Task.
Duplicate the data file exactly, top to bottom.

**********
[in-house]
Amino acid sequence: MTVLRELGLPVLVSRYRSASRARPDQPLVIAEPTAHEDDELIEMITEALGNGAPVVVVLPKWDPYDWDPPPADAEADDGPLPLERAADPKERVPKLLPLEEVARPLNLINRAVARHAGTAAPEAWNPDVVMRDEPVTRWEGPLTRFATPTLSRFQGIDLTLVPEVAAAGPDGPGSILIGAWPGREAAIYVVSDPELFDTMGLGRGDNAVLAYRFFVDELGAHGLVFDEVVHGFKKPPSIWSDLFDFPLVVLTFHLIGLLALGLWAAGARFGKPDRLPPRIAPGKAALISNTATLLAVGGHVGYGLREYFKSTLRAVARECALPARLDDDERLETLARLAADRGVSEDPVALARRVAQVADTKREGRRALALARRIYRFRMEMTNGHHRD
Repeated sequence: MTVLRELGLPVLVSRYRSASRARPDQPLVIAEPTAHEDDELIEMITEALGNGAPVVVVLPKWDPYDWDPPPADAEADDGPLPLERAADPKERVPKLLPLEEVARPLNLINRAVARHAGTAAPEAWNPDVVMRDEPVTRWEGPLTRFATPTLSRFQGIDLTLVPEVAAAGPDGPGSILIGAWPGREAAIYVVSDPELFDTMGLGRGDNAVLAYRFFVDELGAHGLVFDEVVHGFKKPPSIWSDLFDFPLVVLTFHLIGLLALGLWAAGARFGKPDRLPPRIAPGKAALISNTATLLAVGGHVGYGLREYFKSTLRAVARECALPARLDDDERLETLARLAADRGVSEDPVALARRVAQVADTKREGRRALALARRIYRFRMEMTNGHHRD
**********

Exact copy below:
[in-house]
Amino acid sequence: MTVLRELGLPVLVSRYRSASRARPDQPLVIAEPTAHEDDELIEMITEALGNGAPVVVVLPKWDPYDWDPPPADAEADDGPLPLERAADPKERVPKLLPLEEVARPLNLINRAVARHAGTAAPEAWNPDVVMRDEPVTRWEGPLTRFATPTLSRFQGIDLTLVPEVAAAGPDGPGSILIGAWPGREAAIYVVSDPELFDTMGLGRGDNAVLAYRFFVDELGAHGLVFDEVVHGFKKPPSIWSDLFDFPLVVLTFHLIGLLALGLWAAGARFGKPDRLPPRIAPGKAALISNTATLLAVGGHVGYGLREYFKSTLRAVARECALPARLDDDERLETLARLAADRGVSEDPVALARRVAQVADTKREGRRALALARRIYRFRMEMTNGHHRD
Repeated sequence: MTVLRELGLPVLVSRYRSASRARPDQPLVIAEPTAHEDDELIEMITEALGNGAPVVVVLPKWDPYDWDPPPADAEADDGPLPLERAADPKERVPKLLPLEEVARPLNLINRAVARHAGTAAPEAWNPDVVMRDEPVTRWEGPLTRFATPTLSRFQGIDLTLVPEVAAAGPDGPGSILIGAWPGREAAIYVVSDPELFDTMGLGRGDNAVLAYRFFVDELGAHGLVFDEVVHGFKKPPSIWSDLFDFPLVVLTFHLIGLLALGLWAAGARFGKPDRLPPRIAPGKAALISNTATLLAVGGHVGYGLREYFKSTLRAVARECALPARLDDDERLETLARLAADRGVSEDPVALARRVAQVADTKREGRRALALARRIYRFRMEMTNGHHRD